By: Michael DePietro
Last month, audiences worldwide finally got a chance to sink their teeth into “Dracula,” a new television series based on Bram Stoker’s classic horror novel. Co-produced by the BBC/Netflix, the series is helmed by Mark Gatiss and Steven Moffat, the duo behind the BBC’s critically acclaimed series, “Sherlock.”
Like many of the famous film adaptations before it, the show is not a strict re-telling of Stoker’s original story. Presented across three episodes, each with an 80-90 minute runtime, Gatiss and Moffat utilize key moments and characters from the novel to present a reimagined take on the world’s most notorious vampire.
The series begins familiar enough. Jonathan Harker, an English lawyer, journeys to Transylvania to work out a property purchase for the mysterious Count Dracula (Claes Bang). During his stay at the Count’s castle, Harkin is plagued by vivid recurring nightmares. As each day passes, Harkin’s mental and physical health begin to erode while the Count, at first presented as a decrepit old man, seems to become more youthful. After secretly making his way through the castle’s labyrinthian halls, Harkin makes the horrifying discovery that he is not a guest; he’s livestock.
All of this is told through flashbacks as Harkin, now a sickly, pale figure covered in flies and grotesque sores, recounts the harrowing events to the indelible Sister Agatha (Dolly Wells), a bristly figure with a deep interest in vampire myth and lore. Agatha dissects Harkin’s testimony like a criminal profiler, concerned as much with the Count’s psychology as she is looking for ways to stop him. It’s this fascination and ensuing battle of wits that ultimately form the backbone of the series, creating an interesting Clarice Starling/Hannibal Lecter relationship that serves the show well.
The interactions between the two are well-served by their respective actors. Bang’s Dracula in particular is quite well done. Although not as spooky or menacing as some of the landmark performances throughout cinema history, Bang brings a delightfully seductive charm to the character that is inarguably fun to watch. Likewise, Wells balances a cold terseness with an almost child-like sense of morbid curiosity to create a character that is as intriguing to the audience as it is to Dracula himself.
Yet despite all the goodwill the series builds for itself early on, Gatiss and Moffat are almost bound to lose audiences as they give into their own instincts and begin to stray from the source material.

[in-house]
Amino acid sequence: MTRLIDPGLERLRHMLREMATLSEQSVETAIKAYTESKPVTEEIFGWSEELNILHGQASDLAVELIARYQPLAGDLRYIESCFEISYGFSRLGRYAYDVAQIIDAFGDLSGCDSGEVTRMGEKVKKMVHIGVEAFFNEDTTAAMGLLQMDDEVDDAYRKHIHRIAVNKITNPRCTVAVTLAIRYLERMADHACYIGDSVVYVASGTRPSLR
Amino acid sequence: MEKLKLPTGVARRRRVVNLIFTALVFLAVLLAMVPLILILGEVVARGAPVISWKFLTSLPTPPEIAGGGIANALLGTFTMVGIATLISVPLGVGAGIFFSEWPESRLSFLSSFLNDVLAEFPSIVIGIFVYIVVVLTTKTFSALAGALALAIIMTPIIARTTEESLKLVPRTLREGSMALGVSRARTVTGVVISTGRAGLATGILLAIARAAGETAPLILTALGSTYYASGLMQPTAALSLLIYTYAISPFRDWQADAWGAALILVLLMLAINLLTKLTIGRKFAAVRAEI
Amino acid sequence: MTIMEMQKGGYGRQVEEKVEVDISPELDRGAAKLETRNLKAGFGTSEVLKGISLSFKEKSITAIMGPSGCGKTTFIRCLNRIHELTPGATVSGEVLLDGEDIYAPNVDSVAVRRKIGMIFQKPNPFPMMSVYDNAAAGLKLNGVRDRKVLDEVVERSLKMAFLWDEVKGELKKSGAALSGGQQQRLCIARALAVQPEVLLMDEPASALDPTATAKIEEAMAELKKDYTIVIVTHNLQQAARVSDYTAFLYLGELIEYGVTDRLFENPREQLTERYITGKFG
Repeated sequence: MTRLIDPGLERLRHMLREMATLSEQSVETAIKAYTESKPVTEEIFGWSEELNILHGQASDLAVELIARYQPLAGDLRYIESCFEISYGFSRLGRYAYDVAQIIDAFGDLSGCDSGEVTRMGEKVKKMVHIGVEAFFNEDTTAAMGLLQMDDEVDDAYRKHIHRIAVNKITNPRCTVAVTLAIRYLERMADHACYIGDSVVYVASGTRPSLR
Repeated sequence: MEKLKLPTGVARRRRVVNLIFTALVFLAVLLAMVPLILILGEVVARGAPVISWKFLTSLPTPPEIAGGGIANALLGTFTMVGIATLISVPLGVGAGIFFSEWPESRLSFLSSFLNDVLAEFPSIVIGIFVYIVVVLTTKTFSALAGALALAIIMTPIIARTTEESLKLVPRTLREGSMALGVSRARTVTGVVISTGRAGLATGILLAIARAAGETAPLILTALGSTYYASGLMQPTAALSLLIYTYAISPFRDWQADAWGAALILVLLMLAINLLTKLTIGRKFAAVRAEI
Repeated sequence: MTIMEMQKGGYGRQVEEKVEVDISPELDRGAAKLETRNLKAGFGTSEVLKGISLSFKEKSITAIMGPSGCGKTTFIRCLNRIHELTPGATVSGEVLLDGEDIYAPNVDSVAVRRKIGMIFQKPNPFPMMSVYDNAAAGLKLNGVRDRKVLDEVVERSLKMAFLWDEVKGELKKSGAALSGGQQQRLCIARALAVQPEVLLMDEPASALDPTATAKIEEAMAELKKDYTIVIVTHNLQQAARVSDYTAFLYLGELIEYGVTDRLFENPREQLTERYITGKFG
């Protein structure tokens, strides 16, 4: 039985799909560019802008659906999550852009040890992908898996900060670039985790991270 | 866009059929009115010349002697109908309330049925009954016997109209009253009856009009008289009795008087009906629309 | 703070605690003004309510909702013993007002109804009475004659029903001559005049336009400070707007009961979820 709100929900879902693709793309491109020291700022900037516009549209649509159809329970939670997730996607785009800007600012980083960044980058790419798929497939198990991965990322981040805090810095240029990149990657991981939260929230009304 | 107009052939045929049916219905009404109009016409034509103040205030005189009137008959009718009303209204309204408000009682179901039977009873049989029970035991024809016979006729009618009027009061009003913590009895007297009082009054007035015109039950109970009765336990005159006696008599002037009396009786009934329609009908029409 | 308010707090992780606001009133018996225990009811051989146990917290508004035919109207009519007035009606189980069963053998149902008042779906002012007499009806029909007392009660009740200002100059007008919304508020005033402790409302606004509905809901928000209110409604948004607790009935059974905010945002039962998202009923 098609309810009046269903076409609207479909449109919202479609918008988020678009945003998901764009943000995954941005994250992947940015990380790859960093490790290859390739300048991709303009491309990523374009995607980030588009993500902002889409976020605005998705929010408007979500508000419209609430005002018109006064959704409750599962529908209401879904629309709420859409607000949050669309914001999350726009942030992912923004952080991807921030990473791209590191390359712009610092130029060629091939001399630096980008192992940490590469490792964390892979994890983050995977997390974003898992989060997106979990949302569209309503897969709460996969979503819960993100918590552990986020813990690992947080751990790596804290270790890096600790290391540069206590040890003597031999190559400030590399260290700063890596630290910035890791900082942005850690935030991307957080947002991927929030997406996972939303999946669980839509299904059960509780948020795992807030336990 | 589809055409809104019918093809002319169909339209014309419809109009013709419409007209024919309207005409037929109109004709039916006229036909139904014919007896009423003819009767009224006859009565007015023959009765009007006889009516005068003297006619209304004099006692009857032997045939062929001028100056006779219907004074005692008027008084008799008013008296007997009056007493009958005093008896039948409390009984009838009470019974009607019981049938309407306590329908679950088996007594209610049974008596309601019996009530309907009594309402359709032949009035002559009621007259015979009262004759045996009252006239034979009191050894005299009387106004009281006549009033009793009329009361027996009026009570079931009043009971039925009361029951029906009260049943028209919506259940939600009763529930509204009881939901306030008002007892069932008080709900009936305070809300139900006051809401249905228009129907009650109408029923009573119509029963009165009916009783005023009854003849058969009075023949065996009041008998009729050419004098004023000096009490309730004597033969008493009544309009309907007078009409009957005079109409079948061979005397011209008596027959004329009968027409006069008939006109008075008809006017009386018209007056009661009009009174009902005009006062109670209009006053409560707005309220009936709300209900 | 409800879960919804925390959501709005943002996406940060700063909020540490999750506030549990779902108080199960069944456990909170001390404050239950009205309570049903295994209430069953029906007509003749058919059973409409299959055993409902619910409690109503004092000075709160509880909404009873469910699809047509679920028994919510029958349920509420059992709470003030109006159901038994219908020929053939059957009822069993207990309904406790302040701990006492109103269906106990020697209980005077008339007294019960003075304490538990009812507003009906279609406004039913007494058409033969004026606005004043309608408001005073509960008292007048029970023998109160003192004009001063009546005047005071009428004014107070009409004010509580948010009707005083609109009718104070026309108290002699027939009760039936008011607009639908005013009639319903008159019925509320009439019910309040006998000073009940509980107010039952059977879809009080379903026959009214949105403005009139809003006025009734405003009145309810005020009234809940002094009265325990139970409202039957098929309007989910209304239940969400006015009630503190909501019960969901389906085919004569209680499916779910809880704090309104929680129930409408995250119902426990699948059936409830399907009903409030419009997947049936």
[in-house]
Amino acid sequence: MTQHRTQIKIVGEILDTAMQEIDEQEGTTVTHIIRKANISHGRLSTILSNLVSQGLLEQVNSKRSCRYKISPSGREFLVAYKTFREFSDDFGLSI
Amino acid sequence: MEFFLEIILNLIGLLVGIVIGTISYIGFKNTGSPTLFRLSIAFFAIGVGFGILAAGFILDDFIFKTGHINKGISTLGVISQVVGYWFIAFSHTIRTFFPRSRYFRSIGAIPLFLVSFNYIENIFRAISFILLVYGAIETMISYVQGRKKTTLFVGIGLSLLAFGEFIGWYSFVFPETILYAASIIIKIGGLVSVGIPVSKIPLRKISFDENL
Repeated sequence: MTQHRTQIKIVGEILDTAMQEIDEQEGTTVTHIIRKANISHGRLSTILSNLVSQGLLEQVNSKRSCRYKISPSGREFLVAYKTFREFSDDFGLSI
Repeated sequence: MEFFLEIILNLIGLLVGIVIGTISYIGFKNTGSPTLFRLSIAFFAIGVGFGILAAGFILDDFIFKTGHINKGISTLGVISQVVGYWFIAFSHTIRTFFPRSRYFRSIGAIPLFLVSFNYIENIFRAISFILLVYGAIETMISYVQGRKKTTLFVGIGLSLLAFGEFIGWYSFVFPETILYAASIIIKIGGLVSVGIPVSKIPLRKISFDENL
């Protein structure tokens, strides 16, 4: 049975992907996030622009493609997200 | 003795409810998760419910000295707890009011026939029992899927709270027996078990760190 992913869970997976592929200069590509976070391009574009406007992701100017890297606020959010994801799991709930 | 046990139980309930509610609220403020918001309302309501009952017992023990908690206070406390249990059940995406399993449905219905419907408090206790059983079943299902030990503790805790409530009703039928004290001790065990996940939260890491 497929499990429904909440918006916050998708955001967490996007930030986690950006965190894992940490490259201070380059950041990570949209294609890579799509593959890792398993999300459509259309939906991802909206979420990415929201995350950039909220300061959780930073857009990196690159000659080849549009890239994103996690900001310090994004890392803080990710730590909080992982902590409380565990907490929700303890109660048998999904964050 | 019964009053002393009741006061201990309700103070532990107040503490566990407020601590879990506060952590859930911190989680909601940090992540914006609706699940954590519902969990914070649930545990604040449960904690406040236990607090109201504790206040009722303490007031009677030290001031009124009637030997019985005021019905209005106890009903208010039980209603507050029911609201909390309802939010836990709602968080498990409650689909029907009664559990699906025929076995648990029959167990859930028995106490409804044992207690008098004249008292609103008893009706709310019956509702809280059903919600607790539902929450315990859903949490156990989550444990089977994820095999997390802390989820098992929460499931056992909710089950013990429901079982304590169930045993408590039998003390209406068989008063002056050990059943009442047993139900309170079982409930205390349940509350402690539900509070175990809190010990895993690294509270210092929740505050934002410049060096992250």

Make no mistake, Gatiss and Moffat are talented writers, but many of their trademark quirks that made them darlings fail them here. Whereas ‘Sherlock’ is often renowned for its sharp, biting dialogue, many exchanges throughout “Dracula” turn into clunky back-and-forth exposition fests that leave the viewer craving action.
Furthermore, while the series never is in danger of parodying itself, the cheeky, self-aware humor that was so successful in ‘Sherlock,’ at times feels forced in ‘Dracula,’ with Bang having to deliver countless groan-worthy vampire puns masquerading as foreshadowing.
However, the issue that is bound to draw the most ire from viewers revolves around a huge twist near the end of the series. It yields a shift so jarring that it could be (and indeed has been, according to the internet) very problematic for many viewers as it beguiles the series’ promotional materials. Without really spoiling anything, let’s just say that the heavy dose of gothic mood and imagery the series utilizes to great effect early on is suddenly ripped clean away by 3rd episode, leaving something much different than what we started with. While it’s not necessarily detrimental, audiences who weren’t expecting the shift would be forgiven for feeling slighted.
Despite its flaws however, there is a lot of fun to be had with ‘Dracula.’ It’s a smart, seductive re-telling that has a lot going for it, provided you know what you’re getting into. For fans of Gatiss and Moffat, this show will likely have a lot of the elements you would hope for in a vampire show written by the “Sherlock” writers. For people looking for something more akin to Stoker’s original novel however, you may want to look elsewhere.
Feature Image: “Scary Tree” by mister_peterman is licensed under CC BY-NC-SA 2.0